First the bad news: The U.S. economy contracted for the fourth consecutive quarter, the first time that's happened, says Calculated Risk, since the government started keeping quarterly records in 1947.
Now the good news. The Commerce Department's initial stab at figuring out the gross domestic product (GDP) for the second quarter of 2009, came out at a 1 percent decline, which is lower than economists were predicting and much lower than the 6.4 percent decline registered in the first quarter or 5.4 percent in the fourth quarter of 2008.
The GDP estimate will get revised several times in upcoming months, and I'll take a closer look at the statistics later today in an attempt to unpack their real significance, but for now, it's worth comparing this number, as Calculated Risk does, to what the Obama administration predicted might happen when it was cooking up its stress tests for banks.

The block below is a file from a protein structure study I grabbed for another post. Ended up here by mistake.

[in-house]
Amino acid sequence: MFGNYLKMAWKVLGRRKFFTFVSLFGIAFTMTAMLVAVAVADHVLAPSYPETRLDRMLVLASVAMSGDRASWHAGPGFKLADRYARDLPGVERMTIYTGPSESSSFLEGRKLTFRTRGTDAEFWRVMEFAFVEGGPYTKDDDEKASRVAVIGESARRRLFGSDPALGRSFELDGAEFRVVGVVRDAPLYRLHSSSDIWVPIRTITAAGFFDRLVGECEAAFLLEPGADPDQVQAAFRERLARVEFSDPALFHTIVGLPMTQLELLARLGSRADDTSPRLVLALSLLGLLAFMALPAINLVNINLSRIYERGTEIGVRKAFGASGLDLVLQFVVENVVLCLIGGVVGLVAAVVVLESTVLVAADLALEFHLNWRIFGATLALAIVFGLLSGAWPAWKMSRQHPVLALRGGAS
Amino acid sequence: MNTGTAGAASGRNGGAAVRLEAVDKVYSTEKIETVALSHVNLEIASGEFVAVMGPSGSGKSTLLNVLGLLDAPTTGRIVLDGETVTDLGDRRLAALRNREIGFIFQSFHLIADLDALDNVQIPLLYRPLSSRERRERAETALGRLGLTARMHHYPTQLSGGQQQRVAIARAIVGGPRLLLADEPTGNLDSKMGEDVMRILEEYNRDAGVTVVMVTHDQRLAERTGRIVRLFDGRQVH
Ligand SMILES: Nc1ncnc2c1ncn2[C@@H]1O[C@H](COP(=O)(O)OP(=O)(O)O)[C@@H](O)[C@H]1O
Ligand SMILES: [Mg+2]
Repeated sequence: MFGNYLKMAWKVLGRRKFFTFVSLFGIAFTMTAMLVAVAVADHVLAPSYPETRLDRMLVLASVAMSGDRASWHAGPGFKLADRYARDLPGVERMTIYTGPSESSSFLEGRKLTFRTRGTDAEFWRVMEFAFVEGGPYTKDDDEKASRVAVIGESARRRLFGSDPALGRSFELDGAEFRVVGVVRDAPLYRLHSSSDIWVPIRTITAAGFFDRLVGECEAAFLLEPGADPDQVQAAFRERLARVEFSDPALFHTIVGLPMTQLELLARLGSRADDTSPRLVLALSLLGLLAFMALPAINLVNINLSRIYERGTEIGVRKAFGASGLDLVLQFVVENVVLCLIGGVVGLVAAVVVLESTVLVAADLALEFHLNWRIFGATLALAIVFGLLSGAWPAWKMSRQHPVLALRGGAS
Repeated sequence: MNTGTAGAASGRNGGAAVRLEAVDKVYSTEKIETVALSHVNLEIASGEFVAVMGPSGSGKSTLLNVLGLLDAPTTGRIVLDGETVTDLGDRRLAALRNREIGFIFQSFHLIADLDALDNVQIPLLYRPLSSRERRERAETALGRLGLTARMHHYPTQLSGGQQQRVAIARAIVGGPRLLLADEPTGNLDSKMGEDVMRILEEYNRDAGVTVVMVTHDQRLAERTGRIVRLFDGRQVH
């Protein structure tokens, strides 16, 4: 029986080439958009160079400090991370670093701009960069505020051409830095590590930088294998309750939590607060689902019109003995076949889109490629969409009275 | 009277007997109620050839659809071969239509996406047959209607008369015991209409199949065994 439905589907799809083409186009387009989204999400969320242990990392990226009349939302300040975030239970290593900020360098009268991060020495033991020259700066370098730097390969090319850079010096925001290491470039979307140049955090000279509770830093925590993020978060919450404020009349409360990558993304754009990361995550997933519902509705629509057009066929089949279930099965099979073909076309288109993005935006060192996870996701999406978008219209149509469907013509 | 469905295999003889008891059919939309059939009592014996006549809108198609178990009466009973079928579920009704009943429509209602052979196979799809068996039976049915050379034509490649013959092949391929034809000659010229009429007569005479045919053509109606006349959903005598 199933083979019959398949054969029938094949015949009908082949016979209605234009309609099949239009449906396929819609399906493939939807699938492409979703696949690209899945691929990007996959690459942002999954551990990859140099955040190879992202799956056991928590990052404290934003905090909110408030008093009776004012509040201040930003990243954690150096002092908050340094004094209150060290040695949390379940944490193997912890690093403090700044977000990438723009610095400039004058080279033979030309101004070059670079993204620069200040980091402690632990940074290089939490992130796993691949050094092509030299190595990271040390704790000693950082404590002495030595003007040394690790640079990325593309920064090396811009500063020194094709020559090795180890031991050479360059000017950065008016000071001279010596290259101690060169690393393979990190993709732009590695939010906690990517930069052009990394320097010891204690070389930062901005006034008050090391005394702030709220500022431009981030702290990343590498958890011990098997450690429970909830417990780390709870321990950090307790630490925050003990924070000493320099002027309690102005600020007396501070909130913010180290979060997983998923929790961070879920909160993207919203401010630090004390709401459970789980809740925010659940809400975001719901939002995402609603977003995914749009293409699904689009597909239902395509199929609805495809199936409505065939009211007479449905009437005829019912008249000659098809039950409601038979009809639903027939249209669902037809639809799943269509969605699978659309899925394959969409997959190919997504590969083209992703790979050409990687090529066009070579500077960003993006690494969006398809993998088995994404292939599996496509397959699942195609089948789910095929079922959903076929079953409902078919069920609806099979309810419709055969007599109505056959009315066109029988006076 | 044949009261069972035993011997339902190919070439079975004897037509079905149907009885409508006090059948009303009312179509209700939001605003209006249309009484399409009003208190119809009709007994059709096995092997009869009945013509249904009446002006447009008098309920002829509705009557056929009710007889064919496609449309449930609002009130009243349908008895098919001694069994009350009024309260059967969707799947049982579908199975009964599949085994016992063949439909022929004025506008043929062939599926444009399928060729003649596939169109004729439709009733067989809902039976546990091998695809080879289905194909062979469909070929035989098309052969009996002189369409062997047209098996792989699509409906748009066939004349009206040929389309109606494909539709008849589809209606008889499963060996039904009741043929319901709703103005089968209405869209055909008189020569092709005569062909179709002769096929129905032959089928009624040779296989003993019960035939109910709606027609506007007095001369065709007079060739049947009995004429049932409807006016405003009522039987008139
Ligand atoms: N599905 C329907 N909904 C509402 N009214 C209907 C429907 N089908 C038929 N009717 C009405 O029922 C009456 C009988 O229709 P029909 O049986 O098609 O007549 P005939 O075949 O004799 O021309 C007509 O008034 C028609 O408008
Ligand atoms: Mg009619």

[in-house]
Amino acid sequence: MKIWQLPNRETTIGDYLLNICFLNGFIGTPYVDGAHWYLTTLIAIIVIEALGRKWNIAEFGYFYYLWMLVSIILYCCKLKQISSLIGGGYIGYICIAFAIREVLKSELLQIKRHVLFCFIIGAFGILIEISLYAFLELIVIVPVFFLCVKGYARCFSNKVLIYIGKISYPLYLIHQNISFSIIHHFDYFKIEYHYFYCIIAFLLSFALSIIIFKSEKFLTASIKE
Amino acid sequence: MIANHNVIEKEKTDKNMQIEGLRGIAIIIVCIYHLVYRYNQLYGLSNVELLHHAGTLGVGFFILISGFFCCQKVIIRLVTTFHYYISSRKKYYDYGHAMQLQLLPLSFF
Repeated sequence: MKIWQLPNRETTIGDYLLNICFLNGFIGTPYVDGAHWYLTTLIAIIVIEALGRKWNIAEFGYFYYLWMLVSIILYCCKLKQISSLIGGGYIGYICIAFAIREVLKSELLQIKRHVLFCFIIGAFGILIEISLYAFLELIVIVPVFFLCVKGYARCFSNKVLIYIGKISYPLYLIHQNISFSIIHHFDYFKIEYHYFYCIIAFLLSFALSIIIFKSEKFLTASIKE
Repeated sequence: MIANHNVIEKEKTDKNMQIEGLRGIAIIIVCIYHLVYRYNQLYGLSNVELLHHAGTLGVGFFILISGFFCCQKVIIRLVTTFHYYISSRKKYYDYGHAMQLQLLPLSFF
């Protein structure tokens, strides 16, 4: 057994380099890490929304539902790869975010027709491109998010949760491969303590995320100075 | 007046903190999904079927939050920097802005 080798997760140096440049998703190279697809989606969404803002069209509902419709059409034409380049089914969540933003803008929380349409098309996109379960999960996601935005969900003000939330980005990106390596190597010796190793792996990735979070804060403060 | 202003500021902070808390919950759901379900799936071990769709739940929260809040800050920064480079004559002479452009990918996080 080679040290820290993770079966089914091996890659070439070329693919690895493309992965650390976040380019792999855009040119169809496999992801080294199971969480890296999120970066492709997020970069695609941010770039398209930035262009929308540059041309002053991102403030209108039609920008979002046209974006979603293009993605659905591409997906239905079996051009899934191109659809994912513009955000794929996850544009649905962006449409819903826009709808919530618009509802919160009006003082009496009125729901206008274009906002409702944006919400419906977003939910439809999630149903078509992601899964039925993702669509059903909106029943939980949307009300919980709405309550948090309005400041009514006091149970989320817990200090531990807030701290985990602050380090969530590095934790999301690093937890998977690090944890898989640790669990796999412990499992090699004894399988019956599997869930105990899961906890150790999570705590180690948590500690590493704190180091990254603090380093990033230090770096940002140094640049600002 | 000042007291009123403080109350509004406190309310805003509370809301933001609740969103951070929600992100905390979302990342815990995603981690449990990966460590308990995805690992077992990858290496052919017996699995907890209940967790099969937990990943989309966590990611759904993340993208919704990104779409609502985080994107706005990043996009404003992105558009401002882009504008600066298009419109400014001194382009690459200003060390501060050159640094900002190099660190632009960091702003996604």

For the stress tests, the baseline scenario for Q2 was minus 1.2 percent, and the more adverse scenario was minus 4.3 percent, so, before revisions, Q2 is tracking close to the baseline scenario.
The Obama administration has come under heavy fire from both left and right for the fact that unemployment numbers have been far worse than the baseline scenario and have even been outpacing the adverse scenario. But as regards the larger picture, the forecast seems pretty dead on. And remember, the true impact of the stimulus isn't supposed to start kicking in until the current quarter.
If the recession isn't over, it will be soon. The question now is what next?